The Government have announced a raft of new restrictions for wind turbine constructions but have decided not to increase the minimum set back distance.
500 metres is the nearest distance that a wind turbine can be erected in relation to a house and this has not changed.
But these new rules are expected to limit the impact on communities affected by the rising number of wind farms in rural Ireland.
The new regulations, which were agreed at Taoiseach Enda Kenny’s last Cabinet meeting, include one which states that turbines will also have to be built a distance of four times the height of the turbine from residential areas.
This means a 150m wind turbine would have to be constructed at least 600m from the nearest home.
There will also be stringent restrictions on noise levels from high-powered turbines, which will impact on the number of turbines that can be built in one area.
Local authorities will be tasked with enforcing noise limit rules in their counties and the Environmental Protection Agency will be charged with policing sound levels.
Breaches of noise restrictions will result in turbines being turned off.
The noise levels are based on standards set by the World Health Organisation.
The maximum noise level permitted will be the same for both night and day, opposed to two different levels as is currently the case.
The guidelines insist shadow flicker should be eliminated through “technology and appropriate modelling at design stage” and if it does occur turbines should turn off automatically.
Wind farm companies will also be required to hold “constructive consultation” with communities before applying for planning permission.
And energy firms will be obliged to pay a “community dividend” to areas affected by the construction of wind farms.
“It is proposed that developers will need to offer a form of community dividend that will ensure the project will be of enduring economic benefit to the communities concerned,” the guidelines stated.
The draft Wind Energy Development Guidelines will now be sent for consultation and are expected to be passed into law in the next six months.
Sinn Fein’s spokesperson for energy, Brian Stanley, says that the measures don’t go far enough.
He said: “The Government’s long awaited guidelines don’t go far enough and do not give protection to rural dwellers in terms of setback distances.
“While the measures in relation to restrictions on noise levels and shadow flicker are a step in the right direction, the setback distances are totally inadequate.
“A guideline for giant turbines to be set back a distance of only four times their height is useless.
“In practice this means that a huge turbine over 150 metres in height need only be set back 600 metres from houses. This will not be acceptable to residents. Only the Wind Farm developers will be delighted with this.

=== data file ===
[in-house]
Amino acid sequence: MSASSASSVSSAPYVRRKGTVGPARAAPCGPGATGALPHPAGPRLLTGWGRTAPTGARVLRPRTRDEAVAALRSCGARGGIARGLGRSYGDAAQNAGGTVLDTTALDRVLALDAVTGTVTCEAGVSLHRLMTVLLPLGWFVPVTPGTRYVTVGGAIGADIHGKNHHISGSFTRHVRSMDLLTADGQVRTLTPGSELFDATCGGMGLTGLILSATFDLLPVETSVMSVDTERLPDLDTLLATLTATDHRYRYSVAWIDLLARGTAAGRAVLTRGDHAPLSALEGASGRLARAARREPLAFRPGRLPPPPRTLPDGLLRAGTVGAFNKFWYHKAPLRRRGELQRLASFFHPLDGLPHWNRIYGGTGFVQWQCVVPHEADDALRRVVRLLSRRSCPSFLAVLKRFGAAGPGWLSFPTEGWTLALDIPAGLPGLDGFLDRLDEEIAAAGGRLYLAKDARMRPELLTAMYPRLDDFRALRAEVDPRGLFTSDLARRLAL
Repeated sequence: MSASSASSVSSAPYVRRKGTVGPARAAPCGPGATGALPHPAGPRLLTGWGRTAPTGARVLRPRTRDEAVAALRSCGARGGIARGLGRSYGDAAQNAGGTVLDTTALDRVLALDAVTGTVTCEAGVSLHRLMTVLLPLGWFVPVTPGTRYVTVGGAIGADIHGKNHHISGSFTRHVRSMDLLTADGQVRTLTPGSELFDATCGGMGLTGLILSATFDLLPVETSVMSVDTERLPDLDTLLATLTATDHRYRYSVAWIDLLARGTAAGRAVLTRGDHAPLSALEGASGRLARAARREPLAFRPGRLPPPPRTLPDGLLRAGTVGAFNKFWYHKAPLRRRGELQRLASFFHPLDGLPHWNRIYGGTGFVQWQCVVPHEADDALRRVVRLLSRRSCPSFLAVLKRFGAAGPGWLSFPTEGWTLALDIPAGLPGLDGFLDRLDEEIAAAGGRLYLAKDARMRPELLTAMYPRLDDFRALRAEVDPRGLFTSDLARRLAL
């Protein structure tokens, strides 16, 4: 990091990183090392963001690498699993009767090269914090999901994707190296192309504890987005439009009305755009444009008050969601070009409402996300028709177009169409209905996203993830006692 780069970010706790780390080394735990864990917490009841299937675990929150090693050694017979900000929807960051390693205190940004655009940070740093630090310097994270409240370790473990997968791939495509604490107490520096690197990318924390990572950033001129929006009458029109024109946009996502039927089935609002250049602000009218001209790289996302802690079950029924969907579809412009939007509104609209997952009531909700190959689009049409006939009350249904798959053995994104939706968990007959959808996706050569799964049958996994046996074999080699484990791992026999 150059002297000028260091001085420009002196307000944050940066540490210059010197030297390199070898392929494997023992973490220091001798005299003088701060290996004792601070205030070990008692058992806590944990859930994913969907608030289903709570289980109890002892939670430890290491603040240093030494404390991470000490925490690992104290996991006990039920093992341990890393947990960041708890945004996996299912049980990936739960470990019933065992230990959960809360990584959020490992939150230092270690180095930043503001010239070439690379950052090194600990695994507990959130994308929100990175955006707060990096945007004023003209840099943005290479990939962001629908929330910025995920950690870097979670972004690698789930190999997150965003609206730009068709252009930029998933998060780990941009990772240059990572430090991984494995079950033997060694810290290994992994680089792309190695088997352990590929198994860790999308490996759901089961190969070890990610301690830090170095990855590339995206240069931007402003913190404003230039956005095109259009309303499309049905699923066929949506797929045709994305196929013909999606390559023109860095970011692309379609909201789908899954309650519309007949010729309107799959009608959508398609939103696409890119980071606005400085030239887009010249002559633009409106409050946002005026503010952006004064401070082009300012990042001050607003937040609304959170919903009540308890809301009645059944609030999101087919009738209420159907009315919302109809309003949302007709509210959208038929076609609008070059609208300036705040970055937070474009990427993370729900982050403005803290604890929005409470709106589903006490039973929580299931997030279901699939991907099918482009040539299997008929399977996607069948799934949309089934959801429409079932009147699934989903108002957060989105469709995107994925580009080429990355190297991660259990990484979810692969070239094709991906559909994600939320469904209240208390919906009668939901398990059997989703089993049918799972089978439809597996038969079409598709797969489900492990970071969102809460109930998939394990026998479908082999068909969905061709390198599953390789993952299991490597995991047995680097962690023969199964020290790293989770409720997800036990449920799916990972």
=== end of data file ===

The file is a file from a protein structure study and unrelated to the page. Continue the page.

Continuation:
“The proposed guidelines do not include a requirement that wind turbines can only be located in areas zoned for that purpose by County Councillors in County Development Plans.
“The Government needs to strengthen these and implement them as soon as possible. Rural communities in Laois and Kildare should not have to endure monster turbines being constructed on top of their homes.”
History of wind in Laois
Wind turbines have been a hot topic in Laois for a number of years.
In March, Laois County Councillors voted not to allow any part of the county be zoned for wind turbines at their development plan meeting.
In what was a significant development, it meant that planning permission won’t be granted for new wind turbines in any part of Laois.
The Councillors voted 10-6 in favour of the motion, with three councillors – Padraig Fleming, Seamus McDonald and John Moran – absent.
Before that however, Coillte secured permission for 18 wind turbines and associated development on lands at Cullenagh, an area close to Timahoe and Ballyroan.
But the win farm has been the subject of a number of legal challenges and in March, a High Court judge asked the Court of Justice of the EU (CJEU) to decide issues concerning Coillte’s environmental responsibilities in relation to grid connection works for a wind farm in Laois.
Also in March, an application to erect a wind turbine in Laois has been rejected by An Bord Pleanala.
This was an appeal by Andy Dunne of 7 Kellyville Park, Portlaoise, Laois against the decision by Laois County Council to refuse permission on July 28, 2016.
He had proposed to construct a 500kW wind turbine with a hub height of 65 metres and an overall height of 93.5 metres.